Political Structure

The class system of the Aztecs was rigid and stratified. Those at the top enjoyed spoils and privileges, and those at the bottom struggled to live. The ruling class, the top level of social stratification, was itself divided into several categories according to function, importance, and standing. The tecuhtli , the dignitaries or lords, was applied to the highest level of the ruling class, consisting of the most important warriors, administrators or judges. These individuals were traditionally elected, but by the sixteenth century, the election process evolved more into a presentation ceremony, however, many of these individuals did reach their position through promotion according to merit. Each tecuhtli was responsible for a particular region and was the highest form of government in that region. Each district or calpulli had a calpullec, or chieftain, who was elected for life and was responsible for harmony within the community, staging council sessions, mediating debates and the like. The warriors of Mexica were highly admired and respected and were accorded such honor and privileges that no Aztec did not wish to be a warrior. [7]

Religious Rituals

The Aztecs were a polytheistic society, however, their most important deity was named Huitzilopochtliwho was essentially the Aztec god of the sun and war.

Image of Huitzilopochtli, the Aztec sun and war god, one of the two principal deities of Aztec religion, often represented in art as either a hummingbird or an eagle.
Image of Huitzilopochtli, the Aztec sun and war god, one of the two principal deities of Aztec religion, often represented in art as either a hummingbird or an eagle.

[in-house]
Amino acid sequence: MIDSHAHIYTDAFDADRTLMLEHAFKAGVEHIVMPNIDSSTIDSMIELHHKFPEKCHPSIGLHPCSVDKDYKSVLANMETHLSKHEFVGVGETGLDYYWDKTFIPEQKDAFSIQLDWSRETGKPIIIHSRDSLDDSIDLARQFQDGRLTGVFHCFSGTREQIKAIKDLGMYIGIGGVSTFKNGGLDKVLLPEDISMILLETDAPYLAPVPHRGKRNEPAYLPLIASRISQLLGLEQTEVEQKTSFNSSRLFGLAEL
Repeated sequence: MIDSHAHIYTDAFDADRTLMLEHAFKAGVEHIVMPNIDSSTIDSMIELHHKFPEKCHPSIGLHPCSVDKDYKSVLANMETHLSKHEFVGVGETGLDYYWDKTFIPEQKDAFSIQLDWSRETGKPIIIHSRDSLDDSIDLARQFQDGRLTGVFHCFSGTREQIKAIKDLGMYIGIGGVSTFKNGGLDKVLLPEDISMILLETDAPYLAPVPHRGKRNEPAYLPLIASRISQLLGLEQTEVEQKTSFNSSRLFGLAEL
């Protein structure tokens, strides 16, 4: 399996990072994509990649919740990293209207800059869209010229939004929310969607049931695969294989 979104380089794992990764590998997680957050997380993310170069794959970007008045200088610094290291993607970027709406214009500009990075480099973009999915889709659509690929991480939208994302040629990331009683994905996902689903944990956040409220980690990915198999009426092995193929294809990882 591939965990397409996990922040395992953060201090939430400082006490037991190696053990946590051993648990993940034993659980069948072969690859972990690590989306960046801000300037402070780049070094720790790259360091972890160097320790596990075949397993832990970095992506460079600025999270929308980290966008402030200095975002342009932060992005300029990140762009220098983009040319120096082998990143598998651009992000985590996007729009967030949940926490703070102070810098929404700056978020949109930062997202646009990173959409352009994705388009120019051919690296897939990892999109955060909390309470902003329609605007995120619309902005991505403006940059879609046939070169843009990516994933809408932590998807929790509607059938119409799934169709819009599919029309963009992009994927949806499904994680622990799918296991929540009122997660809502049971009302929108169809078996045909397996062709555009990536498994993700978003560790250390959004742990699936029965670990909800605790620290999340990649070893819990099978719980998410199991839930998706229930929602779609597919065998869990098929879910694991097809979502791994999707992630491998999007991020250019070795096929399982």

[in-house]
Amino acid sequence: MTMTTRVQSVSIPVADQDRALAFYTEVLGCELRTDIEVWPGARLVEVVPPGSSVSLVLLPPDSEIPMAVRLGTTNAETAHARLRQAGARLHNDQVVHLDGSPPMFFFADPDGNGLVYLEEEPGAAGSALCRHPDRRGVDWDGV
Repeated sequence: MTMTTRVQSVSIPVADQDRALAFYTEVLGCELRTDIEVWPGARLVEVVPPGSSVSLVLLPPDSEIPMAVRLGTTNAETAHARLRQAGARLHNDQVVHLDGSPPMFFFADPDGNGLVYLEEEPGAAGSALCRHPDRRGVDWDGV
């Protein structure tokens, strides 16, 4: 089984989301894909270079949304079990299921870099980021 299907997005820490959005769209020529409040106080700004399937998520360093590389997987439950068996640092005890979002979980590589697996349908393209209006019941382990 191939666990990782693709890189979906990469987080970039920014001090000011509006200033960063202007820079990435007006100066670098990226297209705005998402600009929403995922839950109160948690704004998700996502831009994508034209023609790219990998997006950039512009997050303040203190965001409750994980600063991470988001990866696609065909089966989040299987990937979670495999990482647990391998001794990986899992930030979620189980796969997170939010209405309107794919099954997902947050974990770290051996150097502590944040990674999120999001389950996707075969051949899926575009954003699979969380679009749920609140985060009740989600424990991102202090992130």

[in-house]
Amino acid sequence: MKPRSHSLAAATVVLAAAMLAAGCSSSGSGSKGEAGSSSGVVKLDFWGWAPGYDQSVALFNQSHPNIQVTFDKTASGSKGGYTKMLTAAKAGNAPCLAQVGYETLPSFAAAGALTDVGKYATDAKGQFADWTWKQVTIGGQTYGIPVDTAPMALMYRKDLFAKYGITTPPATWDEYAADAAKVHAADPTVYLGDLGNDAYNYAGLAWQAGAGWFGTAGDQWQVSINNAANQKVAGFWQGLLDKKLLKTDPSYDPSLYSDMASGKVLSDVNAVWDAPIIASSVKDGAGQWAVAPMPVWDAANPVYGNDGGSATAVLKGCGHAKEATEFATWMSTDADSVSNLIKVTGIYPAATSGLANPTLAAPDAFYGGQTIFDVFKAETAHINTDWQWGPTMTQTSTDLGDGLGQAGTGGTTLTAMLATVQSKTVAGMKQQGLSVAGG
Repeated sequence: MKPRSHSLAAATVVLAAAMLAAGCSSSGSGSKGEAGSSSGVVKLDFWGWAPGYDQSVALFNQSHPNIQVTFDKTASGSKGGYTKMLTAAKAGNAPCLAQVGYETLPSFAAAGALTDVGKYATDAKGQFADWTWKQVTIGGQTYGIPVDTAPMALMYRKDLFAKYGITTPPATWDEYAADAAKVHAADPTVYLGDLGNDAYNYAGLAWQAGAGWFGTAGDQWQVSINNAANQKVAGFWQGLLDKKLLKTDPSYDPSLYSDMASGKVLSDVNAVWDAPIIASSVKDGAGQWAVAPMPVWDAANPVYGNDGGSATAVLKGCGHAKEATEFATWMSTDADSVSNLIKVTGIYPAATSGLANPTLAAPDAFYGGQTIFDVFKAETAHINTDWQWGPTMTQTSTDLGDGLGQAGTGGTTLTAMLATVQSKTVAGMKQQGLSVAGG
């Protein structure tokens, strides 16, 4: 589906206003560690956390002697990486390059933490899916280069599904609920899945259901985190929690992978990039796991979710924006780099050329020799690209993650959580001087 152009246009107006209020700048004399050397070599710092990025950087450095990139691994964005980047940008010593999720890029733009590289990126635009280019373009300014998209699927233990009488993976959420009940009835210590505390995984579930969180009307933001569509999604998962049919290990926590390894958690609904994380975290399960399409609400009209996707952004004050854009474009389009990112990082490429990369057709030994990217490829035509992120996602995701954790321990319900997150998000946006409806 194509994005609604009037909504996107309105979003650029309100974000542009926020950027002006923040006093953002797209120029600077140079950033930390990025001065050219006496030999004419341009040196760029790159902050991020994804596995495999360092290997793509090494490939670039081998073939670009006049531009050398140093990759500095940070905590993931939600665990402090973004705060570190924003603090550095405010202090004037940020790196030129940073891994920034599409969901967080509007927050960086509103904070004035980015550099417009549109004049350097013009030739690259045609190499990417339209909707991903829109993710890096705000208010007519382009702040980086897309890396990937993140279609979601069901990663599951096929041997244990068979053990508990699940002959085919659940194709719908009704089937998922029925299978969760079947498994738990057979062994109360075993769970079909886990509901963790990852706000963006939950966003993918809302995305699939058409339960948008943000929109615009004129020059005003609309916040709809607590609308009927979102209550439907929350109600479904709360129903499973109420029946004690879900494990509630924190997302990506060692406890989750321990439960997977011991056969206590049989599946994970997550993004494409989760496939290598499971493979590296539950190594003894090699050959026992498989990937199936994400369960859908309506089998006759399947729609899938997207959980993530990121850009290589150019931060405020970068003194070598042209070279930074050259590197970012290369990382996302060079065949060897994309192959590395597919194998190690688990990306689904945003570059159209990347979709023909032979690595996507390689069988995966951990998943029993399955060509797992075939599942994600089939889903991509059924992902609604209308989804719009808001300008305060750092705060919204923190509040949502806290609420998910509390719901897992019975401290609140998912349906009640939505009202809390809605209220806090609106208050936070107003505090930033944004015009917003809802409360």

Click here for more information on the gods of the Aztec's. They believed the sun fought darkness every night and rose to save mankind. They believed the earth was flat. They believed that if they fed the sun blood, it would rise. They also believed in 13 heavens and 9 hells.

Sacrifice was one of the main events in the Aztec religion. Priests made human sacrifices to make the sun god happy. Aztecs fought in wars to capture men to sacrifice. On God's Feast Day, they killed their slaves for the gods. Human sacrifices were offerings to the sun and earth so that food would grow.


As an advanced civilization, the Aztecs utilized various forms of currency. The cacao bean was a common form of money used by the Aztecs. For example, a small rabbit would cost a person around thirty cacao beans, but if a man were to sell his own child (especially a daughter), that man would gain about 600 cacao beans. Selling one’s own child was a common Aztec practice regarded an act of self sacrificing.

The Aztecs used quachtli, a type of cloth, as a high ranking form of currency. Quachtli was of higher value than the cacao beans, and if a common man were given ten quachtli he could live for half a year in Tenochtitlan.

external image aztec-pyramid-1.jpg
external image aztec-pyramid-1.jpg

Click on this link to see a 5 minute video about the Spanish conquest of the Aztec Empire.

Lesson Plans

Click on this link to get a lesson plan on the Aztec Empire from the National Endowment for the Humanities.

This Lesson plan (for Grades 3-5) will allow students to:
  • Identify the Aztecs as the builders of a great city and rich civilization in what is now Mexico
  • Locate the Aztec Empire and its capital on a map
  • Be able to place the Aztecs in the chronology of American history
  • Describe several aspects of Aztec culture
  • Tell the legend of the founding of the capital city of Tenochtitlan and describe the way the city looked at its peak
  • Understand the causes of the Aztec civilization's downfall

Interactive Games

Visit this link to play fun, interactive games involving the Aztecs! Fun History Game to test knowledge

external image Test_hq3x.png
external image Test_hq3x.png

Sample Test Question:

- Prepared calendar that regulated agricultural activities
- Gathered folk tales and recorded historical events
- Served as members of the ruling class

Which members of Aztec society were responsible for the tasks outlined above?
A) merchants
B) soldiers
C) farmers
D) priests

Answer: D
Source: California Standards Test Questions, California Department of Education